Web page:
Regarding the safety of pension funds, empirical evidence and experience suggest that the defined benefit scheme in Nigeria has in many cases been abused. There have been instances of fraud and brazen embezzlement of funds in a scale unknown to the contributory pension scheme. In addition, there is the possibility of politicians playing politics with the defined benefit scheme by promising pension packages they cannot deliver – a feat they cannot achieve under the contributory pension scheme.
The defined benefit scheme has, also, historically saddled the government with extraordinary debt burdens. In the end, pensioners suffer and bear the burden of such recklessness. The contributory pension scheme, in contrast, protects pensioners from such drastic consequences and empowers them to proactively participate in building their pension portfolios for a rewarding retirement. Given this scenario, it is fair to say that the defined benefits scheme is less safe than the contributory pension scheme.
Furthermore, although the defined benefit scheme promises 100% pension to the pensioner, it may not necessarily guarantee the time value of money in retirement. For instance, a guaranteed pension of N20,000 per month today, may not necessarily have the same value as N20,000 per month in 2030, if not indexed against inflation. It could be more or less. Going by the trend in Nigeria, one can bet that the chances of it being higher in value is very slim factoring in inflation and other factors. In other words, the defined benefit scheme is not as risk free as it often appears and has been presented.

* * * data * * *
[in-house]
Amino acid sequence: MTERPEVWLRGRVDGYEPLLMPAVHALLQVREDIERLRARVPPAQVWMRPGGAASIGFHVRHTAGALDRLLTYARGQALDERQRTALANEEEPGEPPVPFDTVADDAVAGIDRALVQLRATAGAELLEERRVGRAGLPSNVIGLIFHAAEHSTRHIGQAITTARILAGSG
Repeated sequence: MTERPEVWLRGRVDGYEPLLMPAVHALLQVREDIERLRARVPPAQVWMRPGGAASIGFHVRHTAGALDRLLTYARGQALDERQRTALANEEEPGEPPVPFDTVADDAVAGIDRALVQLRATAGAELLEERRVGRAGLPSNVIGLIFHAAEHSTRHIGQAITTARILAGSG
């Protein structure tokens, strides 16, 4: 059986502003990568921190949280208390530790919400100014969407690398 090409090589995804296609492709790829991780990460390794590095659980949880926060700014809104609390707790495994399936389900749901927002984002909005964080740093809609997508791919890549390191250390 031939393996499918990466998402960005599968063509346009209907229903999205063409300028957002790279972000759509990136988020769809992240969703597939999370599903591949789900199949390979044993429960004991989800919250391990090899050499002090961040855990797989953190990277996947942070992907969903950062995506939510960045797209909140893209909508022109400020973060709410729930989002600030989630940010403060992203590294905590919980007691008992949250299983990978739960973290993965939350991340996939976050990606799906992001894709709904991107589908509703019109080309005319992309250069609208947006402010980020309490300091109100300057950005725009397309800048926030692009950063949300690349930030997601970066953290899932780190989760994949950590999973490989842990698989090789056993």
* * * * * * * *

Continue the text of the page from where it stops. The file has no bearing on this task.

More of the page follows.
In comparison, the contributory pension scheme is based on market realities. If properly managed, it can easily be adjusted against inflation, and with proper regulation, it can be well calibrated against risks. From experience, the market remains a better guarantor of fair returns on pension and is more efficient than the government. This is evidence-based and is reflected in some of the recent and ongoing changes in pension practices and systems in many developed economies.
The defined benefit scheme, beyond being riskier and less safe than the contributory pension scheme, introduces the problem of unfairness in employment conditions. Assuming for once that the defined benefit scheme is better than the contributory benefit scheme, why would a responsible government place some employees on it and not all? Assuming that it is worse than the contributory pension scheme, again, why place some employees on it and not all? If so, why would it be necessary for a government to create a two-tier system for her employees?